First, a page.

In the early 1930's, Isabel spent 2 summers at the Stone City Art Colony in central Iowa, carving limestone under the watchful eye of America's great regionalist artist, Grant Wood. While there, Isabel met another soon-to-be accomplished young artist, John Bloom, whom she married in 1938. (Some of John's original artwork is displayed in the Heritage Room of our East Davenport Studio Store.)
While sculpting in her new Davenport home and raising 3 young sons, Isabel accepted the challenge of communicating in the new medium of live television. As host of the children's program, "Let's Make Believe," Isabel modeled, dressed and used clay figurines of her own design to illustrate the stories she told. A short art lesson concluded each program. Isabel's insightful observations of children became the driving inspiration of her career as a sculptor.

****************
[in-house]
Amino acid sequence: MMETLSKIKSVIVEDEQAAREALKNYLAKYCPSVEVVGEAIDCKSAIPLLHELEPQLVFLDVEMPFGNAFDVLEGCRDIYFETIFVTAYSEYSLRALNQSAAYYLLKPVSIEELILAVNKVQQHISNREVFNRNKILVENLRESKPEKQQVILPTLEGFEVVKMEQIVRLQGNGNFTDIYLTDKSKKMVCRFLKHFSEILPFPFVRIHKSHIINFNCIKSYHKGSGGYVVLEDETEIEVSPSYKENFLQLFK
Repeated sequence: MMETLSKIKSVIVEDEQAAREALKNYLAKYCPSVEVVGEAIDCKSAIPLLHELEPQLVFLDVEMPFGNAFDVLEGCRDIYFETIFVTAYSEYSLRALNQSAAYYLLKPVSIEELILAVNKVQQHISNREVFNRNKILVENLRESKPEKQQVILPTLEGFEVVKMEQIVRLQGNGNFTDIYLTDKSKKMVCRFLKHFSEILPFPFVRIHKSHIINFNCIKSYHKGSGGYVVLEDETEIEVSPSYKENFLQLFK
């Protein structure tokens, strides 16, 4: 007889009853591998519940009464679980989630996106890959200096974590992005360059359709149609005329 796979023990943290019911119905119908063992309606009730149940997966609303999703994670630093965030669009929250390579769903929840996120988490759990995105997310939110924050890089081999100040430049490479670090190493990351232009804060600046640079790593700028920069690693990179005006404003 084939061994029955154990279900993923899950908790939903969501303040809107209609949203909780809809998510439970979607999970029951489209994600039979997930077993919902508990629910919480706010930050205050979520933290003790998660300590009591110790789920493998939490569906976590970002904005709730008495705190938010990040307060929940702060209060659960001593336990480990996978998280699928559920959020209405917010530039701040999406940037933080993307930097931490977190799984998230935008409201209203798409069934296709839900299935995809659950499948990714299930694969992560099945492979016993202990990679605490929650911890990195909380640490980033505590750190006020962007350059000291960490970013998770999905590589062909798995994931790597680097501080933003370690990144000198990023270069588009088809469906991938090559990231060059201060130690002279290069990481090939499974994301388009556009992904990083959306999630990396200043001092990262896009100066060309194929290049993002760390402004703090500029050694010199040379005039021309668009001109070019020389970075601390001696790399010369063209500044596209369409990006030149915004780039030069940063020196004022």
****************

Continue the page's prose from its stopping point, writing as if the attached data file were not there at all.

Isabel's experimentation with the reproduction of her clay sculptures led to the development of the unique concrete casting and finishing process still used to create each Isabel Bloom statue. Hand-finished to resemble weathered bronze Victorian-era garden sculptures, Isabel was now able to produce multiple pieces for sale.
These early sculptures soon gained popularity with the customers of a Chicago gift store named Hoops. The increasing demand gave Isabel the confidence to move her studio from home into rented quarters in the Village of East Davenport. To increase production, Isabel also traded her mortar box and trowel for the little red cement mixer that became her pride and joy - and a fixture in her studio - for the next 30 years.
Today, the creation of Isabel Bloom sculpture rests in the talented hands of designer Donna Young, Isabel's protege and artistic collaborator since 1986.